Is Jeremiah 29:11 for me or for others?

What is Jeremiah chapter twenty-nine verse eleven, if not comforting, empowering and saturated with hope?

“‘For I know what plans I have for you,’ says the LORD. ‘I have plans to prosper you, not harm you. I have plans to give you a future filled with hope.’” 

If that ancient prophet could walk into our Christian stores filled with posters and plaques of Jeremiah 29:11, would he tear his clothes in frustration? The irony would certainly not be lost on him. Yet it seems to lie beyond our grasp, if marketing and sales indicate how we derive hope from this divine promise.

What would disturb Jeremiah would go deeper than simply our failure to recognize this promise was directed toward the exiles in Babylon. It is the irony of how we use this verse that is so much more profound!

Jeremiah’s ministry entailed battling the false prophets. He proclaimed hope contingent upon repentance. The false messengers, on the other hand, announced a flat, one dimensional message. They offered empowerment without transformation, hope devoid of repentance. In fact, if the false prophets were given the opportunity, they would have gladly plastered Jeremiah 29:11 posters everywhere! It fits into their comforting repertoire. Just listen to their affirming voices:

“No harm will come to us. We will not experience war and famine.” Jeremiah 5:12 

“Everything will be alright!” Jeremiah 6:14 

“We are safe!” Jeremiah 7:10 

“Peace, peace!” Jeremiah 8:11 

“The Lord God will give you lasting peace and prosperity in this place.” Jeremiah 14:13 

“The LORD says, You will have peace. … No harm will come to you.” Jeremiah 23:17 

To lay 29:11 alongside the voice of the false prophets invites the question, why does Jeremiah’s authentic message from God sound so similar to the false prophets? The short answer is our popular usage of Jeremiah 29:11 brutally rips it from its context!

To a people whom God had punished and driven into exile for their sins (Jeremiah 13:22; 16:12-13), God instructed them to settle down, thus abandoning any fanciful notions of a quick return (Jeremiah 29:4-9). Yet, their story would take a turn after seventy years. Once the severe lesson of captivity was completed, God planned to prosper them (Jeremiah 29:11). A transformed people would pray and seek God. Furthermore, God would respond (Jeremiah 29:12-14).

Jeremiah 29:11 is no blank check with a Pollyanna promise affirming God’s blessings over our lives. It reassures a beaten down people of what God would do for a changed people.

How stark the contextless Christian poster contrasts with God’s promised future awaiting his changed exiles. God is good. God is worthy of our devotion, even if we do not receive the prosperity described in Jeremiah 29:11.

2 Replies to “Is Jeremiah 29:11 for me or for others?”

  1. On my first day as a full time preacher, my mother found a bookmark with this verse on it in the parking lot of her job, picked it up, and gave it to me. It’s been on the desk in my office ever since.

    Yes, I am not a Jew about to be exiled into Babylonian captivity, and no, I’ve never looked at that verse in the way you say a lot of religious people do. However, the verse has for fifteen years reminded me that God both has a plan for me and is watching over me. It’s been the catalyst to renew my faith and give me strength during the several times I was beaten down.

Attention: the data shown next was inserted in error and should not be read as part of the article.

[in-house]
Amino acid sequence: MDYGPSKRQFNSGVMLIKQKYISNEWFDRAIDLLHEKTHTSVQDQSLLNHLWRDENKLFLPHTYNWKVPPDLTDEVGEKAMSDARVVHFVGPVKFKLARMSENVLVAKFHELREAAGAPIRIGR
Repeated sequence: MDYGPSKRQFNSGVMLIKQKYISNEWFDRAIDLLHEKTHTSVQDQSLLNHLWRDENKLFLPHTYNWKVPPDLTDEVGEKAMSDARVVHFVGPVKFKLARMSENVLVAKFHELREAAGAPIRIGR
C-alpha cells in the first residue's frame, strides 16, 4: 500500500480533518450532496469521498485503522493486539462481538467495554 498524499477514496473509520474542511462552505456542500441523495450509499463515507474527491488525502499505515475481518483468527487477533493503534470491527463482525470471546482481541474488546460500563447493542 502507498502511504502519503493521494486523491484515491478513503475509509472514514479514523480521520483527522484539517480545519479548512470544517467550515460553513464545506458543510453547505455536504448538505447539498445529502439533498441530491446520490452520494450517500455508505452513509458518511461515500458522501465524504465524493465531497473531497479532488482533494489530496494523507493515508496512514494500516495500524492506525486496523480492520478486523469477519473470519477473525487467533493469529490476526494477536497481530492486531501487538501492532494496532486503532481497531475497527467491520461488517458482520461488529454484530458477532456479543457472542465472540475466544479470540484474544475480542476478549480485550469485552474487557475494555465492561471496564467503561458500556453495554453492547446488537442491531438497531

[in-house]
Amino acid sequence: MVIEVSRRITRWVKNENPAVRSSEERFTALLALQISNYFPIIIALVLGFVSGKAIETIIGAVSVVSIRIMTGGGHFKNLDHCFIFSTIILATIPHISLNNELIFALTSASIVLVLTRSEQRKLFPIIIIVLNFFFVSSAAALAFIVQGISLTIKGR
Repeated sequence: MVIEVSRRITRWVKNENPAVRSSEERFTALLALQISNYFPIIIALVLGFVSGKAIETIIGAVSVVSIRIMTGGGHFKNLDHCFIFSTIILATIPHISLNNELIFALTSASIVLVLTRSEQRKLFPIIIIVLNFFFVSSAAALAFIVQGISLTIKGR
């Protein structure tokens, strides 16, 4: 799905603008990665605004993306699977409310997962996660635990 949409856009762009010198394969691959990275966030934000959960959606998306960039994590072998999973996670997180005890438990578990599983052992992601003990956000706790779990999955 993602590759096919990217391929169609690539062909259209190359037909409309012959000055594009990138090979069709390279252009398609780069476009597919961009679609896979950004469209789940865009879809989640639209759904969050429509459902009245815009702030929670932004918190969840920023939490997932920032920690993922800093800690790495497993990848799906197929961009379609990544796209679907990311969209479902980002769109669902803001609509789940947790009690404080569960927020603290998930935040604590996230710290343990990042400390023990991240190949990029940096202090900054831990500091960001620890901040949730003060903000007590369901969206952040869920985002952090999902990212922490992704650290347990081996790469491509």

2. Thanks Jon for your thoughts. We can certainly agree that God’s promises are inspiring during times of difficulty. I have been there. I have held on dearly to Jesus’ promises more than once – and he was faithful.

    In fact, the statement in Hebrews 13:5, “I will never leave you and I will never abandon you,” emphasizes your point about God watching over Christians.

    Furthermore, God certainly creates his people to do good works. Ephesians 2:10 And God achieves his will through them. Philippians 2:13 These are the verses that should inspire us, because they were written for us!

    In addition to the article’s content, for both a pragmatic reason as well as a matter of proper interpretation, I think it is a dangerous practice to gain inspiration from God’s promises directed specifically for others.

    Biblical history from Jeremiah onward through Acts is strewn with God’s faithful people not prospering, but rather suffering and even dying. Many have not received the promises of Jeremiah 29:11. Was God unfaithful? Did God lie? Might not clinging to a promise that God never made to us, cause some who never receive that prosperity to doubt God’s faithfulness?

    We understand how to interpret the narrative of a novel, where one character makes a promise to another. We do not personally apply such promises to ourselves. We should not abandon such proper techniques of interpretation, just because it is the Bible. I believe dangerous blowback could occur, if for pragmatic reasons we cause biblical texts to function in a way that they were never designed to perform. This can teach and model a method of handling scripture leading to dangerous results.

    God’s word provides us numerous and wonderful promises directed toward us. These are the ones upon which we need to quote and build our lives. Doing so also promotes a responsible handling of scripture.

    I respectfully submit these thoughts for consideration.

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